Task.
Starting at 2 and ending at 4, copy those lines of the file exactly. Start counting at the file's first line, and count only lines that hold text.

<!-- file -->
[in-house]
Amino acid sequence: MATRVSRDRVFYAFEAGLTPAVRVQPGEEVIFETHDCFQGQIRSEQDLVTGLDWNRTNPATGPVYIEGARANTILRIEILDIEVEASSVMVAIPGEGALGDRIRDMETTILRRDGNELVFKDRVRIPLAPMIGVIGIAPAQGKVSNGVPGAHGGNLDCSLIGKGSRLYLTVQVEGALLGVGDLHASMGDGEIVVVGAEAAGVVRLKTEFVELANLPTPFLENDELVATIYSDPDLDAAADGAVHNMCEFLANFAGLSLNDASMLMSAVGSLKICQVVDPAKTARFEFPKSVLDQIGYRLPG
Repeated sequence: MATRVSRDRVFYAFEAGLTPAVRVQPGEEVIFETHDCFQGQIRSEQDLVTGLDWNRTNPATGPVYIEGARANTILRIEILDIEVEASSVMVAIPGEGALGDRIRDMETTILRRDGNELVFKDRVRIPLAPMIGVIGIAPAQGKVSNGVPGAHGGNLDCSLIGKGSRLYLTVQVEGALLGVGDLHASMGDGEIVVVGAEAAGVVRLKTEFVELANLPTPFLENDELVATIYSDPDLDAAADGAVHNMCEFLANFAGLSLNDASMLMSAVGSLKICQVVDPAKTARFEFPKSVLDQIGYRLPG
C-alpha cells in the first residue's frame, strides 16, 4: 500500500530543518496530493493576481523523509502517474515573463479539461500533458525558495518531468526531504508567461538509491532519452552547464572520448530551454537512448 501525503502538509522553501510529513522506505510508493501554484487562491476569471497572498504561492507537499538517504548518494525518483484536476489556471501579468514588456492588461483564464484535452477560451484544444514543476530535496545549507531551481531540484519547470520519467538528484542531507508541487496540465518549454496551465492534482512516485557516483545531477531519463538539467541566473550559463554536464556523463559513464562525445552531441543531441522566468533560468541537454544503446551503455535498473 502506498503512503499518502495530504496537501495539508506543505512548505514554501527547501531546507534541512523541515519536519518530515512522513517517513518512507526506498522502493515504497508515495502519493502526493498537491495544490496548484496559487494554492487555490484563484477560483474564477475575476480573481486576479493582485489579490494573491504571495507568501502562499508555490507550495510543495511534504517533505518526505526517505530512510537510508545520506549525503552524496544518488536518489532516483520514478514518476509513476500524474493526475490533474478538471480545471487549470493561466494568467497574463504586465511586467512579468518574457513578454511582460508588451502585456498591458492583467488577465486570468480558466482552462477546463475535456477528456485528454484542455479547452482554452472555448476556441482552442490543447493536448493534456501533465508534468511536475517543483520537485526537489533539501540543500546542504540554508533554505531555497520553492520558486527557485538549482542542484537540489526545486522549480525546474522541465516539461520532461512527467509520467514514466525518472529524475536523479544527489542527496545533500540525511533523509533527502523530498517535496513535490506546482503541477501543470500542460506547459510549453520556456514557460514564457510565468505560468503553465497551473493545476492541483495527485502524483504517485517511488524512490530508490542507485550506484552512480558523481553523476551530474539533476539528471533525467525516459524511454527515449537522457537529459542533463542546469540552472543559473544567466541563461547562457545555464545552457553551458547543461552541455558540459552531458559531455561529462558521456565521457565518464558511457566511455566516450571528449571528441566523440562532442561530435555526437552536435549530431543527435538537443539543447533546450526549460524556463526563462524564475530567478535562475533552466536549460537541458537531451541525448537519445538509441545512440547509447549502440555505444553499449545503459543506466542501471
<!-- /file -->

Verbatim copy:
Amino acid sequence: MATRVSRDRVFYAFEAGLTPAVRVQPGEEVIFETHDCFQGQIRSEQDLVTGLDWNRTNPATGPVYIEGARANTILRIEILDIEVEASSVMVAIPGEGALGDRIRDMETTILRRDGNELVFKDRVRIPLAPMIGVIGIAPAQGKVSNGVPGAHGGNLDCSLIGKGSRLYLTVQVEGALLGVGDLHASMGDGEIVVVGAEAAGVVRLKTEFVELANLPTPFLENDELVATIYSDPDLDAAADGAVHNMCEFLANFAGLSLNDASMLMSAVGSLKICQVVDPAKTARFEFPKSVLDQIGYRLPG
Repeated sequence: MATRVSRDRVFYAFEAGLTPAVRVQPGEEVIFETHDCFQGQIRSEQDLVTGLDWNRTNPATGPVYIEGARANTILRIEILDIEVEASSVMVAIPGEGALGDRIRDMETTILRRDGNELVFKDRVRIPLAPMIGVIGIAPAQGKVSNGVPGAHGGNLDCSLIGKGSRLYLTVQVEGALLGVGDLHASMGDGEIVVVGAEAAGVVRLKTEFVELANLPTPFLENDELVATIYSDPDLDAAADGAVHNMCEFLANFAGLSLNDASMLMSAVGSLKICQVVDPAKTARFEFPKSVLDQIGYRLPG
C-alpha cells in the first residue's frame, strides 16, 4: 500500500530543518496530493493576481523523509502517474515573463479539461500533458525558495518531468526531504508567461538509491532519452552547464572520448530551454537512448 501525503502538509522553501510529513522506505510508493501554484487562491476569471497572498504561492507537499538517504548518494525518483484536476489556471501579468514588456492588461483564464484535452477560451484544444514543476530535496545549507531551481531540484519547470520519467538528484542531507508541487496540465518549454496551465492534482512516485557516483545531477531519463538539467541566473550559463554536464556523463559513464562525445552531441543531441522566468533560468541537454544503446551503455535498473 502506498503512503499518502495530504496537501495539508506543505512548505514554501527547501531546507534541512523541515519536519518530515512522513517517513518512507526506498522502493515504497508515495502519493502526493498537491495544490496548484496559487494554492487555490484563484477560483474564477475575476480573481486576479493582485489579490494573491504571495507568501502562499508555490507550495510543495511534504517533505518526505526517505530512510537510508545520506549525503552524496544518488536518489532516483520514478514518476509513476500524474493526475490533474478538471480545471487549470493561466494568467497574463504586465511586467512579468518574457513578454511582460508588451502585456498591458492583467488577465486570468480558466482552462477546463475535456477528456485528454484542455479547452482554452472555448476556441482552442490543447493536448493534456501533465508534468511536475517543483520537485526537489533539501540543500546542504540554508533554505531555497520553492520558486527557485538549482542542484537540489526545486522549480525546474522541465516539461520532461512527467509520467514514466525518472529524475536523479544527489542527496545533500540525511533523509533527502523530498517535496513535490506546482503541477501543470500542460506547459510549453520556456514557460514564457510565468505560468503553465497551473493545476492541483495527485502524483504517485517511488524512490530508490542507485550506484552512480558523481553523476551530474539533476539528471533525467525516459524511454527515449537522457537529459542533463542546469540552472543559473544567466541563461547562457545555464545552457553551458547543461552541455558540459552531458559531455561529462558521456565521457565518464558511457566511455566516450571528449571528441566523440562532442561530435555526437552536435549530431543527435538537443539543447533546450526549460524556463526563462524564475530567478535562475533552466536549460537541458537531451541525448537519445538509441545512440547509447549502440555505444553499449545503459543506466542501471